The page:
WEST Indies Retired Players Foundation committee member Dr Nigel Camacho said he was shocked to hear US$500,000 was sent by the Board of Control for Cricket in India (BCCI) to Cricket West Indies for the benefit of past players.
Speaking to Newsday on Tuesday, Camacho said the foundation has no knowledge that any former players ever benefited from the donation sent between 2013-2014.
The donation was made public recently by former West Indies fast bowling legend Michael Holding on his Youtube programme Mikey – Holding Nothing Back. In the programme, Holding read from an audit conducted by external and independent auditor Parnell Kerr Foster (PKF).
Concerning the money, Holding said, “I am a past player. I am not saying I want any of it, but I know a lot of past players. I’ve never heard of one cent out of that half a million US dollars going to any past player and I am absolutely sure if they had done that, they would have made a hullabaloo about it, a big press conference (to say), ‘Look what we are doing for the former players.’ Half a million dollars – where is that half a million dollars?”
Camacho said he spoke to other members of the foundation and they too are unaware of the BBCI donation.
“When Michael Holding brought it up, we had a meeting to discuss it. Not a single member of our board has any physical evidence of US$500,000 coming anywhere near our organisation.” The current members of foundation are chairman Patterson Thompson, Wavell Hinds, Nixon McLean, Sanjay Amin, Radcliffe Bailey and Camacho.
The audit raised concerns of financial mismanagement by past administration. On Tuesday, it was reported by CNC3 that former CWI president Dave Cameron issued a legal letter to CWI demanding a copy of the PKF audit.
Cameron gave CWI 48 hours to make the audit available to him or he would take the matter to court.
The retired players foundation, formed in July 2013, was the brainchild of Cameron and created by CWI and the West Indies Players Association. One of the aims of the foundation is to provide better health care and living conditions for past players.
Camacho, who has been part of the foundation since inception, said the foundation has been struggling and the constant battle between players and the board has not helped.
“It has been a very difficult seven years in terms of the foundation because the trust of the players has been difficult to get. There has been so much bad blood between the West Indies Cricket Board (and the players)…it has never been a great relationship.”
Discussing the money allegedly sent by BCCI for past players, Camacho recalled a former CWI official told him the BCCI was interested in assisting the foundation but he couldn’t recall a figure being discussed.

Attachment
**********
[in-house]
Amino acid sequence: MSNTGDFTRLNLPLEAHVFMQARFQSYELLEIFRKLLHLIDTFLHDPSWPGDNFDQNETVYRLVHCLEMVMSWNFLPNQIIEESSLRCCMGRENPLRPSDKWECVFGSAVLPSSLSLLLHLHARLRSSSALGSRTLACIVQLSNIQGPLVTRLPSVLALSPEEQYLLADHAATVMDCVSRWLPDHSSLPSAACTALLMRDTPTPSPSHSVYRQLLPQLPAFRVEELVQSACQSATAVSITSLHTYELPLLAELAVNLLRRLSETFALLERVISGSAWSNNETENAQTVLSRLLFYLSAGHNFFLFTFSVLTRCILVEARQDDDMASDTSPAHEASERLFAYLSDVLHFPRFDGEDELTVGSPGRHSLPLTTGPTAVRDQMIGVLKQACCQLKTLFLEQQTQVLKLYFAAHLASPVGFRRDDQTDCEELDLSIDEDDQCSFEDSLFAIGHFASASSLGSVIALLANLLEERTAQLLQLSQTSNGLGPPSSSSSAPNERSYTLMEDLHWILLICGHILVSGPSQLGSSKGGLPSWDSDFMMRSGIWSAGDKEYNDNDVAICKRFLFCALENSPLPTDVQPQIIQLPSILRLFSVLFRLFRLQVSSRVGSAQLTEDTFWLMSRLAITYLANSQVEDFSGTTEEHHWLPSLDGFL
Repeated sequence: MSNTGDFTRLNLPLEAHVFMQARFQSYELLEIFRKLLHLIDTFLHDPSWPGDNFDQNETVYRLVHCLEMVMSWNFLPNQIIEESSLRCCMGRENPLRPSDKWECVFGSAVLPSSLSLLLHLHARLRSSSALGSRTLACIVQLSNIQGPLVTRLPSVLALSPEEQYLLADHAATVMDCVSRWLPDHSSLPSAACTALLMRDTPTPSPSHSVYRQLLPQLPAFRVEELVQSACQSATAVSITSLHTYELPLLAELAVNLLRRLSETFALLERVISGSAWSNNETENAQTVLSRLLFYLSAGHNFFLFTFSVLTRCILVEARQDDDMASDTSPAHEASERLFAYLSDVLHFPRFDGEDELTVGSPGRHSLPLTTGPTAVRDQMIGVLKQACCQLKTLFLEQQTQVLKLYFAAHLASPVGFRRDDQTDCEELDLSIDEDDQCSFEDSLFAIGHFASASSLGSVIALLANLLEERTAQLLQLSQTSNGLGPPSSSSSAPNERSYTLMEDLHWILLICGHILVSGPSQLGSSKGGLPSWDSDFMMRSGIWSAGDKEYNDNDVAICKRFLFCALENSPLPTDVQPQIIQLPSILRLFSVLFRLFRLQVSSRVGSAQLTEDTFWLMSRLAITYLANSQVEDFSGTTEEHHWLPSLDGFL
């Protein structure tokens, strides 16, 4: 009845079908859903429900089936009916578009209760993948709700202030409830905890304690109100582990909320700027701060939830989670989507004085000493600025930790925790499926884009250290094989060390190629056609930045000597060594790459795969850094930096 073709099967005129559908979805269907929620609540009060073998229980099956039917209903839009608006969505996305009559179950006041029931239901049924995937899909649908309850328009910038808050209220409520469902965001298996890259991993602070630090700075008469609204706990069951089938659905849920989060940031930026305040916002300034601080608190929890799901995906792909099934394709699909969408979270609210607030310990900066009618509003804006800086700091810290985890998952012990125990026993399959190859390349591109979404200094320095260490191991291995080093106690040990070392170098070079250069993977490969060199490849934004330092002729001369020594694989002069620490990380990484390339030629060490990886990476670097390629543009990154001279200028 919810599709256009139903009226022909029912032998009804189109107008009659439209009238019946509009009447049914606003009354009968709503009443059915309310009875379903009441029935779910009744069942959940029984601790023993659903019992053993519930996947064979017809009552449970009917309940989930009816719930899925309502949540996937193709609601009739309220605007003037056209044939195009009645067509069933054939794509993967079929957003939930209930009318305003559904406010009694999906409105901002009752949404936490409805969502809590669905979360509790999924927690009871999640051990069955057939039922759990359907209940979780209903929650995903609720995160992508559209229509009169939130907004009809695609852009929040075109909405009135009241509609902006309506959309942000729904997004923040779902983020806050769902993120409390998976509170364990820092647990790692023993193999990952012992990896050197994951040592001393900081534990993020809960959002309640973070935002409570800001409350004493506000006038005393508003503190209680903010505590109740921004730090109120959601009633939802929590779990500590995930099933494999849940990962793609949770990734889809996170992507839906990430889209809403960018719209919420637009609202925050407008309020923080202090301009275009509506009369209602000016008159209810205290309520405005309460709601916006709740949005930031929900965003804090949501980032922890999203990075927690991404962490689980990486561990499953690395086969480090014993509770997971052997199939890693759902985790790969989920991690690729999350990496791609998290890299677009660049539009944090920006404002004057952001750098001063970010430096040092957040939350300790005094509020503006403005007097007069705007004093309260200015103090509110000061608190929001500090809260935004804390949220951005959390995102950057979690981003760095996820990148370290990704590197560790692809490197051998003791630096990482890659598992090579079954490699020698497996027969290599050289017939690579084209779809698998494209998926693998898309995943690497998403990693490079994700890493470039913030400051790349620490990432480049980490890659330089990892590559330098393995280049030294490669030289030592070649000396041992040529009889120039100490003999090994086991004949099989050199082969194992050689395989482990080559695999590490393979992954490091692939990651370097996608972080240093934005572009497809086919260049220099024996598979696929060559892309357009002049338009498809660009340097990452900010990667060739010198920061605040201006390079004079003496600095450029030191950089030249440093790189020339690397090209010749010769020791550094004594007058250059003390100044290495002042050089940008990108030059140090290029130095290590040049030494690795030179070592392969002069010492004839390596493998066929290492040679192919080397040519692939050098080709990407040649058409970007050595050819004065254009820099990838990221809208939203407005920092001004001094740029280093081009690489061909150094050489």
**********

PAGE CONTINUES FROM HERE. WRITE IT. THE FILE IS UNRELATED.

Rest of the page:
“I can’t recall the sum of money and I am telling you I have no documented proof of what monies were promised, I never saw it so I don’t even know if it took place. The fact that in the audit it arose, it must have taken place.”
Camacho said not many past players have been supported since the foundation started.
In 2014, when Camacho took over briefly as chairman of the foundation, a bank account was created in TT. He said the foundation was given approximately TT$50,000 from CWI (formerly West Indies Cricket Board).
“In a few circumstances, a few people were helped, but they won’t helped with money from this retired players foundation, they were helped with money directly from the West Indies Cricket Board. Players like Seymour Nurse, Rangy Nanan, Jackie Hendriks and Franklyn Rose were all helped by the retired players foundation’s requests, although the monies were disbursed directly from the West Indies Cricket Board. These gentlemen received assistance when they required assistance.”
Camacho said help given to Trinidadian Nanan ($5,000), Barbadian Nurse ($10,000), Jamaican Hendriks ($5,000) and Jamaican Rose ($5,000) totalled US$25,000.
Nanan, who died in 2016, was supported after suffering a stroke a few years before his death. Nurse, who died in 2019, also received funds for medical aid after experiencing kidney problems.
Camacho said he was “saddened” to hear US$500,000 was donated to past players and the foundation did not have access to it.
“I have never physically seen actual evidence of this money being paid to the West Indies Cricket Board. I know in the audit it is there, I believe, I have never seen the audit myself, but I am saddened to hear this because if the money was promised to actually get the foundation up and running...”
Camacho believes the foundation needs to function independently to regain trust and relationship with players.
Newsday contacted a current CWI director and a past director but both declined comment. Efforts to contact Cameron were unsuccessful as calls to cellphone numbers he previously used went unanswered.